These changes become gradually apparent as your skink matures. You wouldn’t notice any sudden changes because their growth rate is normal

Lifespan | How long do they live?

Blue Tailed Skinks live for more than 10 years in the wild. In captivity, they generally live for 6 to 8 years. However, they sometimes live for more than 10 years even as pets

There is no dependable reason that influences their lifespan as pets other than diet, habitat environment, activity, hygiene, and special attention to healthcare needs. 

Temperament | How is their behavior as pets?

As pets, American Blue Tailed Skinks are known to be friendly, docile, peaceful, and even playful. They make amazing pets and offer great opportunities for your children to learn about animals. They are not known to be unpredictable or aggressive. However, they are capable of biting. Like all pet animals, it is important to treat them with respect. 

In their enclosure, they spend time climbing on plants, basking to feel warm, or hiding out of habit. They are shy, leisurely animals who know how to relax!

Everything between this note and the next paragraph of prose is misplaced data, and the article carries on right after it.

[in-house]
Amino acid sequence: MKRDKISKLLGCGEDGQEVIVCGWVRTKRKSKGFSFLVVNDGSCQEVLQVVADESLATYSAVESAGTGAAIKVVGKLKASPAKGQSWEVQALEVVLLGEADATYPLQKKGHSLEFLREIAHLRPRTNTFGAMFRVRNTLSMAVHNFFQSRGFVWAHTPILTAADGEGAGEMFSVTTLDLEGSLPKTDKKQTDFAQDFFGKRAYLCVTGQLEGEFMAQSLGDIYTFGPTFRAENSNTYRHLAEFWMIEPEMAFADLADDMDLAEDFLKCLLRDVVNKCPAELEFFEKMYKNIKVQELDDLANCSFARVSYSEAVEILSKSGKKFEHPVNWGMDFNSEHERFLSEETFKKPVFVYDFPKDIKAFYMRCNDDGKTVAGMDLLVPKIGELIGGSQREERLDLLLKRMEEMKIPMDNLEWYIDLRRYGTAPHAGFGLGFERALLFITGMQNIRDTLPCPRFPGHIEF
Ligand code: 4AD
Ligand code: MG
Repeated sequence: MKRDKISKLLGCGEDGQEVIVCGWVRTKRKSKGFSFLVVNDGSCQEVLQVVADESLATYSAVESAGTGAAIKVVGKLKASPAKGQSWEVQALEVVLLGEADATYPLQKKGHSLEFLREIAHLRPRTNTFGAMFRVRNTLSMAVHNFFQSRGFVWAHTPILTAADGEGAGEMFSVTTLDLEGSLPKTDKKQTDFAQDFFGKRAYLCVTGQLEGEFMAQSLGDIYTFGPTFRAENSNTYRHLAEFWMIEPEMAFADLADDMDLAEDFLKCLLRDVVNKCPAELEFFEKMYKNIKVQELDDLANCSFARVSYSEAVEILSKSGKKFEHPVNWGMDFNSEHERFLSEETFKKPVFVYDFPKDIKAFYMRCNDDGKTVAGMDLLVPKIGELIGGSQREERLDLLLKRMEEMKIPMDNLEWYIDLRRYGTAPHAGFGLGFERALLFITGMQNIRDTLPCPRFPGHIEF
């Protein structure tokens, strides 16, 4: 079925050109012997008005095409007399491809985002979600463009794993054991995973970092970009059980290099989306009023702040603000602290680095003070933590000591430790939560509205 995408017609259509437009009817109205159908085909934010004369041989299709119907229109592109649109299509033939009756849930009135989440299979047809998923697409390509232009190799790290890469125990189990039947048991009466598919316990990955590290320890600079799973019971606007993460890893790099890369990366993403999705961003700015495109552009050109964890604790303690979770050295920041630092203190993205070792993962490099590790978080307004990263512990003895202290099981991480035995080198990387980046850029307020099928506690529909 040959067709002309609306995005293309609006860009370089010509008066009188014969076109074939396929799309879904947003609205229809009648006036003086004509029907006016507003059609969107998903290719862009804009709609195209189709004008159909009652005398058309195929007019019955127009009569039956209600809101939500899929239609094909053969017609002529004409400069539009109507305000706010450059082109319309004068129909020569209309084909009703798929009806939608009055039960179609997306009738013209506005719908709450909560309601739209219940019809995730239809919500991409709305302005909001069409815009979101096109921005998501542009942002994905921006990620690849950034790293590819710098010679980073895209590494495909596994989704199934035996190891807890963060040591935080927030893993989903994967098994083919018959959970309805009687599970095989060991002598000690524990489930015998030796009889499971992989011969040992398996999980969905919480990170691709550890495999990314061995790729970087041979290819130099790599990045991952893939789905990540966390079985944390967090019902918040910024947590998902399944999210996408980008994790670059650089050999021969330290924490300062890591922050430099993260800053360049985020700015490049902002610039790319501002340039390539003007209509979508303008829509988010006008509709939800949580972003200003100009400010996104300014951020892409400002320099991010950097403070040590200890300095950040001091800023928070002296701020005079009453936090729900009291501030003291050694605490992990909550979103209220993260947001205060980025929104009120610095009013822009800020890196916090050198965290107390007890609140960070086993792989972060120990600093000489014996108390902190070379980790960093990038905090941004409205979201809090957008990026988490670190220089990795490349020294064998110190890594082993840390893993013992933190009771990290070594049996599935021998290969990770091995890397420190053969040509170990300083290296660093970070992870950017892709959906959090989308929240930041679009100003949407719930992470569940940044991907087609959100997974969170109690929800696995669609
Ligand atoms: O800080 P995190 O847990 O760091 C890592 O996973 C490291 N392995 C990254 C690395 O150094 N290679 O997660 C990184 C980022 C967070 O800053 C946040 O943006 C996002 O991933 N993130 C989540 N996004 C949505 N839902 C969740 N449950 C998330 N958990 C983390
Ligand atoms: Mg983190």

General Behavior | How do they behave in the wild? 

A wild Blue Tailed Skink might not be as predictable and docile as a pet. It is not suggested that you attempt to go near a wild skink in the hope of becoming friends. Wild skinks are expected to be aggressive and can deliver a painful bite if agitated. 

If you spot a Blue Tailed Skink on a trail, it is best to leave them alone. In no case should you try to capture them.

Setting up an enclosure for your new Blue Tailed Skink 

blue tailed skink enclosure setup

Enclosure size and requirements | Create an ideal space for your new reptile baby

Since Blue Tailed Skinks are quite small, they don’t need a big enclosure like many other exotic reptiles. However, if you have more than one skink as a pet, the size of the enclosure should grow accordingly.